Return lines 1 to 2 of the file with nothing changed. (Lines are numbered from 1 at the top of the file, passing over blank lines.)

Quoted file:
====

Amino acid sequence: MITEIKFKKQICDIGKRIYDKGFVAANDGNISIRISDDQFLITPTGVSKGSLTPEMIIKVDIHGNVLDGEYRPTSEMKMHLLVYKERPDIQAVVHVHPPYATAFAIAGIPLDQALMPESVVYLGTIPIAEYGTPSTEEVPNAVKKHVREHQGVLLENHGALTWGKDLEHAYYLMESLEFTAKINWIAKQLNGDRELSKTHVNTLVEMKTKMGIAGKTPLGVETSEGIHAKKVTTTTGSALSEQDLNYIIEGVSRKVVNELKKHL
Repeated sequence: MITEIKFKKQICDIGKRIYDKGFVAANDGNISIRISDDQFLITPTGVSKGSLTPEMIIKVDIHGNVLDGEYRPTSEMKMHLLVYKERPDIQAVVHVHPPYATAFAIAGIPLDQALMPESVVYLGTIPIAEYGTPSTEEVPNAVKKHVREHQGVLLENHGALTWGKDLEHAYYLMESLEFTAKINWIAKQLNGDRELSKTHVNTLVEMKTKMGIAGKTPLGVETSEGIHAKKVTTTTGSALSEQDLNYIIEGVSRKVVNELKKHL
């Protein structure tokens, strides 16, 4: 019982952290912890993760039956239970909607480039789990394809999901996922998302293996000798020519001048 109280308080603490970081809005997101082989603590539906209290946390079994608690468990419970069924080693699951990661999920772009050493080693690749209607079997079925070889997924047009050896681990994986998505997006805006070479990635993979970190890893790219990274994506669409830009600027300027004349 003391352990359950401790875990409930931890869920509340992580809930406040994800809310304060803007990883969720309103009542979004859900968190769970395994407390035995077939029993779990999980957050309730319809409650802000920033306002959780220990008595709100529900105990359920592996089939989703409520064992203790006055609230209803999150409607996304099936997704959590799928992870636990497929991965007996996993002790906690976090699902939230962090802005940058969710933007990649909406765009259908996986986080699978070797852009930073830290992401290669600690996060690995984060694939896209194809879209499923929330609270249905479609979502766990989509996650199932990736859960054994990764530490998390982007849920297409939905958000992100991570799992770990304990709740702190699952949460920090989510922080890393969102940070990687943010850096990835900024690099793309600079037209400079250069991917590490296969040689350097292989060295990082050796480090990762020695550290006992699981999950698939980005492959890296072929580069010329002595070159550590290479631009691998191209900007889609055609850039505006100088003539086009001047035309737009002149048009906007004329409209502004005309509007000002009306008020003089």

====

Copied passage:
Amino acid sequence: MITEIKFKKQICDIGKRIYDKGFVAANDGNISIRISDDQFLITPTGVSKGSLTPEMIIKVDIHGNVLDGEYRPTSEMKMHLLVYKERPDIQAVVHVHPPYATAFAIAGIPLDQALMPESVVYLGTIPIAEYGTPSTEEVPNAVKKHVREHQGVLLENHGALTWGKDLEHAYYLMESLEFTAKINWIAKQLNGDRELSKTHVNTLVEMKTKMGIAGKTPLGVETSEGIHAKKVTTTTGSALSEQDLNYIIEGVSRKVVNELKKHL
Repeated sequence: MITEIKFKKQICDIGKRIYDKGFVAANDGNISIRISDDQFLITPTGVSKGSLTPEMIIKVDIHGNVLDGEYRPTSEMKMHLLVYKERPDIQAVVHVHPPYATAFAIAGIPLDQALMPESVVYLGTIPIAEYGTPSTEEVPNAVKKHVREHQGVLLENHGALTWGKDLEHAYYLMESLEFTAKINWIAKQLNGDRELSKTHVNTLVEMKTKMGIAGKTPLGVETSEGIHAKKVTTTTGSALSEQDLNYIIEGVSRKVVNELKKHL